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Puerto Rico Authorities Say They Are Powerless To Curb Onslaught of Murders in 2018

‘OUT THE BOX’: Forensic worker moves a body at a San Juan crime scene in January, Puerto Rico’s deadliest month in recent years.

SAN JUAN — Just a half hour from the charming cobblestone streets of Old San Juan loom the boxy World War II-era public housing projects, now home to thousands of residents trapped in a post-Hurricane Maria dystopian nightmare of crime and corruption.

Police appear powerless to stem a spiraling murder rate, donations rarely seem to reach the public and the government’s answer is most often to blame Washington. Families that a year ago enjoyed the trappings of upper middle class huddle indoors with scant food and sporadic power, while armed young men roam the streets enforcing a brutal code borne of social breakdown.

“We are scared, of course, but this is where we live – this is our home now,” said 72-year-old Sebastian Mercado, who moved with his wife Ana to the suburb of Trujillo Alto when their home was destroyed and they were unable to flee the island.

Mercado, a former mathematics tutor, says most of his friends have migrated to the mainland – Florida and New York – to be with family. Now, he spends his days longing for the not-so-distant time when he played dominoes with friends, danced and enjoyed Sunday night dinners of Arroz con gandules – Puerto Rican rice with pigeon peas and pork.

“The boys walk around with big guns. The drugs. Too much violence.”

Fear dominates his nights.

“The boys walk around with big guns. The drugs. Too much violence,” he said, shaking his head.

The damage from Maria has led to job losses, foreclosures and an increase in murders, robberies and carjackings. The increasingly vicious nature of attacks adds to the climate of fear.

On Feb. 4, police officers arrested Adriel Carrasquillo-Carmona after he stole a 70-year-old man’s gray 1988 Oldsmobile Cutlass. Carrasquillo-Carmona bashed the septuagenarian in the head and body with a sledgehammer multiple times before reaching inside the man’s bloodied pockets to take his cell phone and $800.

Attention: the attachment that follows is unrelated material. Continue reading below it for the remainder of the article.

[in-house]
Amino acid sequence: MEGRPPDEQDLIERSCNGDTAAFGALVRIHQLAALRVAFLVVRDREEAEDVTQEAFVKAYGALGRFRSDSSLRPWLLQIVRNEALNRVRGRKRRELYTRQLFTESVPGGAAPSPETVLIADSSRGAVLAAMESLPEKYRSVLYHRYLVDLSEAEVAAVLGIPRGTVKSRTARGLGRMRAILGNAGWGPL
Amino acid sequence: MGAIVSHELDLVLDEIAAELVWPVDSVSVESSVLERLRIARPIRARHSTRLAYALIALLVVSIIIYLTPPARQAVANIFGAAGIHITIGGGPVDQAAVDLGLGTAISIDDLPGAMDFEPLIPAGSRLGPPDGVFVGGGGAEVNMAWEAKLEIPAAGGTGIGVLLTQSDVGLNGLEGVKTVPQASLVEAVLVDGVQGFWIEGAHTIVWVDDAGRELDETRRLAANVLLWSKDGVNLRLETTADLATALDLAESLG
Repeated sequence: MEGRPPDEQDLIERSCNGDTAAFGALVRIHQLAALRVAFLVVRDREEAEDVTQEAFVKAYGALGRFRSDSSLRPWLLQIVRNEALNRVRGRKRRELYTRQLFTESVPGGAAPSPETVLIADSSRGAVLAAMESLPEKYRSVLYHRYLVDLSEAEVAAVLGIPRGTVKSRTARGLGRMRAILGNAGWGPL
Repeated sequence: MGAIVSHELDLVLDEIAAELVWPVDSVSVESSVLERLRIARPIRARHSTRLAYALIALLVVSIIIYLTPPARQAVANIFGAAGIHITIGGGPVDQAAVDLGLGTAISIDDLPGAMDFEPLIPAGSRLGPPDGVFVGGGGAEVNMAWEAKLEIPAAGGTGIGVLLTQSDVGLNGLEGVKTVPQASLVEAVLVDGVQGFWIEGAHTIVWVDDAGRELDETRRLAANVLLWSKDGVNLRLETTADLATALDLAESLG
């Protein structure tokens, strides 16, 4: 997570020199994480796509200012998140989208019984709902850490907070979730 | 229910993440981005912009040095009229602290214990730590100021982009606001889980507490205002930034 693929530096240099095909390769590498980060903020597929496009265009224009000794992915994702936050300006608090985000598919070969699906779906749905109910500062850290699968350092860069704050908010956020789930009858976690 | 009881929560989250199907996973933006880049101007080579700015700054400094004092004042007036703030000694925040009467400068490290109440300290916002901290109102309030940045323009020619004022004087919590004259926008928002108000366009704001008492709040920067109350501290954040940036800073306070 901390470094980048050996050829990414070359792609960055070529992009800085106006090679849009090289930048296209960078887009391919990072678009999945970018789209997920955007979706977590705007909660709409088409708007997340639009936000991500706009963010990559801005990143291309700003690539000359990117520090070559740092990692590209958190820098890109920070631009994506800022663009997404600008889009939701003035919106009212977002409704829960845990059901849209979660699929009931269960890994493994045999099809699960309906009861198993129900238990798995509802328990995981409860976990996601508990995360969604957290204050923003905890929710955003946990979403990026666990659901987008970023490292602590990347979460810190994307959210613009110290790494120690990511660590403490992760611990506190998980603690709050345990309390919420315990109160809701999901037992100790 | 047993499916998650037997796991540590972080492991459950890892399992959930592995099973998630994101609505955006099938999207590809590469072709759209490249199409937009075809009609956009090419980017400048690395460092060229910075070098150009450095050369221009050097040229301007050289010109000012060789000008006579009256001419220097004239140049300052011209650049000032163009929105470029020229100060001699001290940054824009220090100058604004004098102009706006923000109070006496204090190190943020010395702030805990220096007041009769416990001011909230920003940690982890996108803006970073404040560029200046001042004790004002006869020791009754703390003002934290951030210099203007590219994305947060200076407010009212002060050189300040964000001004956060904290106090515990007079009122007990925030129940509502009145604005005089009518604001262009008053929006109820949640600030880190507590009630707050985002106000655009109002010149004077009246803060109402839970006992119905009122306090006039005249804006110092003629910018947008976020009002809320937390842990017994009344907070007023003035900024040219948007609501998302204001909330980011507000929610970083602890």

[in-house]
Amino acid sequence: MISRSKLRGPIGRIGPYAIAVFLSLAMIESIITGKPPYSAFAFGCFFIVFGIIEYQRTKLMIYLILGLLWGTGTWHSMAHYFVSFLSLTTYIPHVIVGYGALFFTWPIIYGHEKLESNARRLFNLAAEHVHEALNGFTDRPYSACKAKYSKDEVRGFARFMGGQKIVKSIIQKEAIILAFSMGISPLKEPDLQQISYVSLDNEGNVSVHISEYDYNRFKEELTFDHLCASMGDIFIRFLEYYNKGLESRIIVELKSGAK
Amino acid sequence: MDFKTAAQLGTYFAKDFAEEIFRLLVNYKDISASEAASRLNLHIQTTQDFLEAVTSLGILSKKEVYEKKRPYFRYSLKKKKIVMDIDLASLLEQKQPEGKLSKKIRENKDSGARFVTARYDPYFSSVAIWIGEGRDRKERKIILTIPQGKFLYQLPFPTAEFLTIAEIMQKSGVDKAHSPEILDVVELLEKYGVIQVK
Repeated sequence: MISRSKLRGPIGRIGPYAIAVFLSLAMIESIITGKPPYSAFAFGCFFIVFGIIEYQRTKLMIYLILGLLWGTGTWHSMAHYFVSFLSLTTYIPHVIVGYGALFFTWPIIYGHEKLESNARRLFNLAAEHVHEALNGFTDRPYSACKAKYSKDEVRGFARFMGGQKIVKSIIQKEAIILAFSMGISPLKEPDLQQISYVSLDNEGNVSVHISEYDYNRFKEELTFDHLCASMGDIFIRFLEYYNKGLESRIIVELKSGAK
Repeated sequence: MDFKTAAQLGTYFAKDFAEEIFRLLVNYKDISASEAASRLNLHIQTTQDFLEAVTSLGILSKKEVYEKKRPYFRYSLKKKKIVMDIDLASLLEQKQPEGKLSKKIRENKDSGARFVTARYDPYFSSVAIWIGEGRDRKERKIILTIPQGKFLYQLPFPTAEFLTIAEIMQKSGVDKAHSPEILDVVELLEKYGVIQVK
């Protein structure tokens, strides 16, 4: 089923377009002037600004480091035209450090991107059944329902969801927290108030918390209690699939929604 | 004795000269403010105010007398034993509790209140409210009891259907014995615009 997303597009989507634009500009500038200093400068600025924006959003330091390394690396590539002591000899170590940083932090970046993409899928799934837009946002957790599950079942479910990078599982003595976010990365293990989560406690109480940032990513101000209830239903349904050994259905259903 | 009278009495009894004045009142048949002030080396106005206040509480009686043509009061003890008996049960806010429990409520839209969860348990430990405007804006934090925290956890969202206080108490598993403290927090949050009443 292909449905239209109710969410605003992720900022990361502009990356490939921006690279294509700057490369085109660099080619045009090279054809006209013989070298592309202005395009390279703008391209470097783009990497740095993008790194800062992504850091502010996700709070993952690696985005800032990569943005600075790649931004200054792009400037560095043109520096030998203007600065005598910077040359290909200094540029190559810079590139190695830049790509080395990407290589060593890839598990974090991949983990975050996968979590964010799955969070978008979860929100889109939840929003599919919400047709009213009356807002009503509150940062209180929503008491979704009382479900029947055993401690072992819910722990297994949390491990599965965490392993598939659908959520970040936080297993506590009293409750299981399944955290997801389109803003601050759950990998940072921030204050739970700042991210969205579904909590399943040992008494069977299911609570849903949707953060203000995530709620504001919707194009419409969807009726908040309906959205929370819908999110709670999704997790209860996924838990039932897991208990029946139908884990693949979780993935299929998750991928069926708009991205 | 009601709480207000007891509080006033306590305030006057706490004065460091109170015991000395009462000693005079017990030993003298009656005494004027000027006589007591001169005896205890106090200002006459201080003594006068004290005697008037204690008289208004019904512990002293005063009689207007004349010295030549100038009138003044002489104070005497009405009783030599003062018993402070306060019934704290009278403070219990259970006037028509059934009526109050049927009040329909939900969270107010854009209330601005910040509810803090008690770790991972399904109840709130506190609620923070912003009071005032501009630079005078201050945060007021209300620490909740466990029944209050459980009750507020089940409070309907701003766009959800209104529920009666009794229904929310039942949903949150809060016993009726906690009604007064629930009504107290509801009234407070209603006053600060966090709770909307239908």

News of the brutality terrifies law-abiding residents like the Mercados who are caught in the crosshairs of violent gangs battling it out daily for street supremacy.

Over the weekend, another five people were gunned down and another injured outside a bar in Comerio, 20 miles southwest of San Juan. The men killed were between 20 and 34 years old. A 17-year-old boy was wounded in the shootout.

Since the beginning of the year, there have been nearly 130 killings reported in the U.S. commonwealth. A majority are thought to be drug-related.

“The fights that they have – the drug turf wars – they want to control drug points and turn complete areas (housing projects) into something very violent,” Rosa Emilla Rodriguez-Velez, U.S. Attorney for the District of Puerto Rico, said.  “In one specific area, you have 10 to 15 drug points. That’s one owner – and gangs compete for that. They end up killing each other.”

Fernando Soler, vice president of a police officers’ advocacy group, told The Associated Press, drug dealers are “taking advantage of all the situations occurring in Puerto Rico.”

“There’s no power and they believe there’s a lack of police officers…,” he said. “Criminals are taking care of business before the hurricane.”

Last month, a federal grand jury indicted 104 people they claim are part of a drug cartel operating in Puerto Rico. The defendants – some as young as 14 years old – are accused of murder, drive-by shootings as well as intent to distribute drugs.

The arrested belong to the Los Menores gang – or the “new blood.”